Friday, 19 May 2017

Cultural recycling

"Why every American graduation plays the same song"[sic] was the title of this video I just came across. Never having been to an American graduation, I wondered which "song" (or rather "tune") it was. I guessed Brahms' Academic Festival Overture (or at least the tune of Gaudeamus Igitur, the rousing student drinking song that Brahms recycled at the end of his piece). Alternatively, I know from my wife, who organises degree ceremonies, that Charpentier's Te Deum and Purcell's Trumpet Tune often get an airing on these occasions, too.

Anyway, I clicked play and discovered that Americans celebrate their academic successes to the tune of Elgar's Pomp and Circumstance March Number 1 - the "Land of Hope and Glory" tune. For a Brit who associates the piece with the union jack-waving crowds at the last night of the Proms, this just felt weird.

Which it maybe shouldn't have done considering that, in the USA, Tchaikovsky's 1812 Overture is a standard feature of July the 4th celebrations and most Americans apparently think Tchaikovsky's tune has something to do with America's inconclusive 1812 war with the British. We Brits are used to cultural appropriation happening to other cultures - heaven knows, Britain did enough of it back in the high noon of its Imperial pomp, so it's about time we got our heads around the idea that it can happen to us, too.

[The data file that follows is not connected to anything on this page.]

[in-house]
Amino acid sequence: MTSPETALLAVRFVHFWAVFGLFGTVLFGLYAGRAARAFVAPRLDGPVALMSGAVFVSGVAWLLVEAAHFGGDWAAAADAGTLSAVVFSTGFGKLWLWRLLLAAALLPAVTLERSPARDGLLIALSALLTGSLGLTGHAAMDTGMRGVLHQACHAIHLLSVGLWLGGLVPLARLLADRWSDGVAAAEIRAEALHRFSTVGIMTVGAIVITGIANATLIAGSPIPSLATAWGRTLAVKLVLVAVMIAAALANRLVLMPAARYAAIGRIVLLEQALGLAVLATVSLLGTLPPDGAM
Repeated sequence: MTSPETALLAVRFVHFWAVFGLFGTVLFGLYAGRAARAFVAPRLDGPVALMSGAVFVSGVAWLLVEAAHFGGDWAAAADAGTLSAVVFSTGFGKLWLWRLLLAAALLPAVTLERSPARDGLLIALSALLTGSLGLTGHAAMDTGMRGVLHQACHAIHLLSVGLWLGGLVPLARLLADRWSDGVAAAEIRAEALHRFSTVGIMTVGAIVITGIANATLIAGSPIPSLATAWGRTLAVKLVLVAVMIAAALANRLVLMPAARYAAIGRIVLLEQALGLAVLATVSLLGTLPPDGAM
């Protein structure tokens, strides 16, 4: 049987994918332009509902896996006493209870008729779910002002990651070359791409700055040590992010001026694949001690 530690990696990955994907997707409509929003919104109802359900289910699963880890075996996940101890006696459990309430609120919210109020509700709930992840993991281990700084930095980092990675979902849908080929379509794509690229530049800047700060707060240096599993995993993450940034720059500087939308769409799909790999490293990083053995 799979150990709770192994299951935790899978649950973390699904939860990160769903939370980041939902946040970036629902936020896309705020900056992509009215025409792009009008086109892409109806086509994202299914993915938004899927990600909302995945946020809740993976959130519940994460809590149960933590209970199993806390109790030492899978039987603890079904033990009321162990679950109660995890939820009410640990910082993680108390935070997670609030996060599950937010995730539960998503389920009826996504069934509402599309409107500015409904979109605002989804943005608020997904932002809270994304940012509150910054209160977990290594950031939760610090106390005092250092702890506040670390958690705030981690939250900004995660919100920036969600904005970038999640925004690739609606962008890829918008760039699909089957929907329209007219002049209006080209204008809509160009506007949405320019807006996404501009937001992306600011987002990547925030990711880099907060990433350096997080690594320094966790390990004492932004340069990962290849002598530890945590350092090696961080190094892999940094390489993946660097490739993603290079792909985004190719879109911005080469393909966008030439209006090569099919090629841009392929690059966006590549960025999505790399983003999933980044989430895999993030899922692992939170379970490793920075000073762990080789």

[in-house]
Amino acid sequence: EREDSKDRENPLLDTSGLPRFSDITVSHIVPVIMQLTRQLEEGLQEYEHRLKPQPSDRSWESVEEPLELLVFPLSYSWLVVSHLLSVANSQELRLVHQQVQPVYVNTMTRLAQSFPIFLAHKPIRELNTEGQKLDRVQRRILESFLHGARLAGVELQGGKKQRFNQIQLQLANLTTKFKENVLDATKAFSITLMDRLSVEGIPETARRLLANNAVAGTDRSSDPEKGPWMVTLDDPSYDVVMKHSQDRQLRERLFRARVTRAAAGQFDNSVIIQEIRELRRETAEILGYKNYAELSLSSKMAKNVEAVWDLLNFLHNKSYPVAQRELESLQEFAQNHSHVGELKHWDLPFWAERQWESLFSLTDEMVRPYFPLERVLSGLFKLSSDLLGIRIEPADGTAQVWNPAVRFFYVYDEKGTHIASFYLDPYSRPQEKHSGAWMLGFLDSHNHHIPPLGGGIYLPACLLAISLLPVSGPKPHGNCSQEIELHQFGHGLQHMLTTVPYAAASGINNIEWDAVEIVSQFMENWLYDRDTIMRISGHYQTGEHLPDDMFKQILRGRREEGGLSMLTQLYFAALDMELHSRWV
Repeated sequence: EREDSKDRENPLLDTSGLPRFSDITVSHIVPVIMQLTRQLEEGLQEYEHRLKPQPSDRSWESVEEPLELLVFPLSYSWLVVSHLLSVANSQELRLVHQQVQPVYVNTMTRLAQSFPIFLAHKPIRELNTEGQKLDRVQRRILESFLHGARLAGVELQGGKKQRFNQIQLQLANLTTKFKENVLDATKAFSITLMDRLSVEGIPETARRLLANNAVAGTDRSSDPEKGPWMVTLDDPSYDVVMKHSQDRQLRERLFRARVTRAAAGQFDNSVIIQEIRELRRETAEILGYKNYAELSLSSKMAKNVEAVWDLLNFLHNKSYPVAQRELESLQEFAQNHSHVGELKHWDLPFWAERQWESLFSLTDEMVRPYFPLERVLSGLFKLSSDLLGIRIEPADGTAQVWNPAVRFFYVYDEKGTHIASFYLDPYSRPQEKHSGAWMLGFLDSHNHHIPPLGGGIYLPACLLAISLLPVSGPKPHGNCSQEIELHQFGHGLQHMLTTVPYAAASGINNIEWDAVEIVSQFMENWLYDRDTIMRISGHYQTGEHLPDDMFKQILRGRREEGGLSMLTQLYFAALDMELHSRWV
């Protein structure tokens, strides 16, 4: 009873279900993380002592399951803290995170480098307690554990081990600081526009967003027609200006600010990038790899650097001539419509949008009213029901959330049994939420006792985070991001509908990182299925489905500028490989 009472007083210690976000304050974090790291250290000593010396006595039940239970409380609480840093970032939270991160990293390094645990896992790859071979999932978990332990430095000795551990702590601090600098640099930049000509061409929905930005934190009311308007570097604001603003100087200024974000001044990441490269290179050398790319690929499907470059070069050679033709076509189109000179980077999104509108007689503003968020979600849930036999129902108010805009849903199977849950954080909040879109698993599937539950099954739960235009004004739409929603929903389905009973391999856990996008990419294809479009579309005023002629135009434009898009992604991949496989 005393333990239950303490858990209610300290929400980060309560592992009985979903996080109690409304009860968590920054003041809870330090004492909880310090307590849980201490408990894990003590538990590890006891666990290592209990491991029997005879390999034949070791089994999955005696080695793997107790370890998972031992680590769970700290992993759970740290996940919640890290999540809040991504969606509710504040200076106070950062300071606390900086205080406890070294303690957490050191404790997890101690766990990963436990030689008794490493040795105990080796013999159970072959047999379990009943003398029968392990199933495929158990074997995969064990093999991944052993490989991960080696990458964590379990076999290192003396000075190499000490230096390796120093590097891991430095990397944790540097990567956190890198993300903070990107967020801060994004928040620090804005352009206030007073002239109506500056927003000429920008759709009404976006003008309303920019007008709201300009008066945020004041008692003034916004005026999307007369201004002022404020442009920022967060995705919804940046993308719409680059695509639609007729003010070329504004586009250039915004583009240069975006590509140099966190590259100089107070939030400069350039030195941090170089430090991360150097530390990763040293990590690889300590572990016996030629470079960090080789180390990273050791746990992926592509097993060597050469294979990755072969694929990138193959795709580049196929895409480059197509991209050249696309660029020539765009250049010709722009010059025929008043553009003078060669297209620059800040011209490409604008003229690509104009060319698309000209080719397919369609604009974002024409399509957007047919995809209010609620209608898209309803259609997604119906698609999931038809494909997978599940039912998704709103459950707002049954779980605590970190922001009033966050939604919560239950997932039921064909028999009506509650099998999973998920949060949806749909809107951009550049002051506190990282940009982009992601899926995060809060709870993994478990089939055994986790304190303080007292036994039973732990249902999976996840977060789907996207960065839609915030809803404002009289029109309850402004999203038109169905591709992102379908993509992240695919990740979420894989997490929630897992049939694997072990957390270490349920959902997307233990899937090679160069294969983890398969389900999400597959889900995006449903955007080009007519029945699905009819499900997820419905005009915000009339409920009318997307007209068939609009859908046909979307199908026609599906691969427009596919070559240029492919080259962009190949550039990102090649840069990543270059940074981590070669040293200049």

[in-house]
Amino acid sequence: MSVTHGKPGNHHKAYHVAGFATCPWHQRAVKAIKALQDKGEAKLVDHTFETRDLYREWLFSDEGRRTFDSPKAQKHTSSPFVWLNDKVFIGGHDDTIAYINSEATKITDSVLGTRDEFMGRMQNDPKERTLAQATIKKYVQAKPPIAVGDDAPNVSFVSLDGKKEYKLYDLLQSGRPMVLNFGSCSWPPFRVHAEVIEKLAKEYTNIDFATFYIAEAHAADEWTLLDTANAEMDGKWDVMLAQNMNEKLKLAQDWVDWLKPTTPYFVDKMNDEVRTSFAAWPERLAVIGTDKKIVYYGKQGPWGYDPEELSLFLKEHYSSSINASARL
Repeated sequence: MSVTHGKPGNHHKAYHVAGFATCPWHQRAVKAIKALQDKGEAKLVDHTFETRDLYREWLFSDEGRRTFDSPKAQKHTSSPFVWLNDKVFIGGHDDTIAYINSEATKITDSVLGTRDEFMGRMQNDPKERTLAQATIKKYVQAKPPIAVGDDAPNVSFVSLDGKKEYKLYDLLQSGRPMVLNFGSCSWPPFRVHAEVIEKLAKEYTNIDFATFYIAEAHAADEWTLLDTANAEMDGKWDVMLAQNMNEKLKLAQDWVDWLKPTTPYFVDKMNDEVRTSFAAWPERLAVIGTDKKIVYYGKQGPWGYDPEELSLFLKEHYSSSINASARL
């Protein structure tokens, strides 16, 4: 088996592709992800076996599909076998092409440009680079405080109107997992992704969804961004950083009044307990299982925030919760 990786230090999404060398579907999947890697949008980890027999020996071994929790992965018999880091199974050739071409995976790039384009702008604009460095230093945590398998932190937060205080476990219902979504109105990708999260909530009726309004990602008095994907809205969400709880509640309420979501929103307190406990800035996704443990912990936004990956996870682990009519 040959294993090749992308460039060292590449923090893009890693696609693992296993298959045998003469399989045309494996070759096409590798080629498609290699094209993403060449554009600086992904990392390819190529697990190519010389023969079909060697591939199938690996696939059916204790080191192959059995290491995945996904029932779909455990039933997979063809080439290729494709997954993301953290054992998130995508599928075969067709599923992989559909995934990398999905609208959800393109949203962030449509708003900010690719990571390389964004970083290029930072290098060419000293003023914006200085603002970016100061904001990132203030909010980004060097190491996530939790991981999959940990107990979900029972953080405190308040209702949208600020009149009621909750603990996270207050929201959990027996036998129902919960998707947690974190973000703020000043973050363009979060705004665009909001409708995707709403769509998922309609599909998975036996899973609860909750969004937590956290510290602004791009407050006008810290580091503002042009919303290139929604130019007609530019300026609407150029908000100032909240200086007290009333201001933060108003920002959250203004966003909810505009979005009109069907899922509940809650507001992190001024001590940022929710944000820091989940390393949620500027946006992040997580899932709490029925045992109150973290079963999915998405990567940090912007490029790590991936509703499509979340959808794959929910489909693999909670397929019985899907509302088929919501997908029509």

Personally, I'm quite happy with the discovery - I'm better disposed towards the piece, now that I know that lots of people associate it with a celebration of hard work and intellectual curiosity, not just a strain of jingoist Imperial nostalgia that's embarrassing at best and delusionally destructive at worst. Here's the vid: